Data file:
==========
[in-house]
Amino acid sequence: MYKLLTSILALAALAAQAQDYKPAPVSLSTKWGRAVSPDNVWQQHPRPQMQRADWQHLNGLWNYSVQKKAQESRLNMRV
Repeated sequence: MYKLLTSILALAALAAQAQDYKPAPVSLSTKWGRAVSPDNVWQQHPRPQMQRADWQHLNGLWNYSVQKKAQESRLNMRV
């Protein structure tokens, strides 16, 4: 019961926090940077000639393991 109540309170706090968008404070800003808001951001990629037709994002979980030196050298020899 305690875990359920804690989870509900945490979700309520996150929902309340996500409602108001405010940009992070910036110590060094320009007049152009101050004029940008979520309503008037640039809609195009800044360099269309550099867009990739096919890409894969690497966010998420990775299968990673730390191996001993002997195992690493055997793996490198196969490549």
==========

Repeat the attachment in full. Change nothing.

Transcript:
[in-house]
Amino acid sequence: MYKLLTSILALAALAAQAQDYKPAPVSLSTKWGRAVSPDNVWQQHPRPQMQRADWQHLNGLWNYSVQKKAQESRLNMRV
Repeated sequence: MYKLLTSILALAALAAQAQDYKPAPVSLSTKWGRAVSPDNVWQQHPRPQMQRADWQHLNGLWNYSVQKKAQESRLNMRV
């Protein structure tokens, strides 16, 4: 019961926090940077000639393991 109540309170706090968008404070800003808001951001990629037709994002979980030196050298020899 305690875990359920804690989870509900945490979700309520996150929902309340996500409602108001405010940009992070910036110590060094320009007049152009101050004029940008979520309503008037640039809609195009800044360099269309550099867009990739096919890409894969690497966010998420990775299968990673730390191996001993002997195992690493055997793996490198196969490549």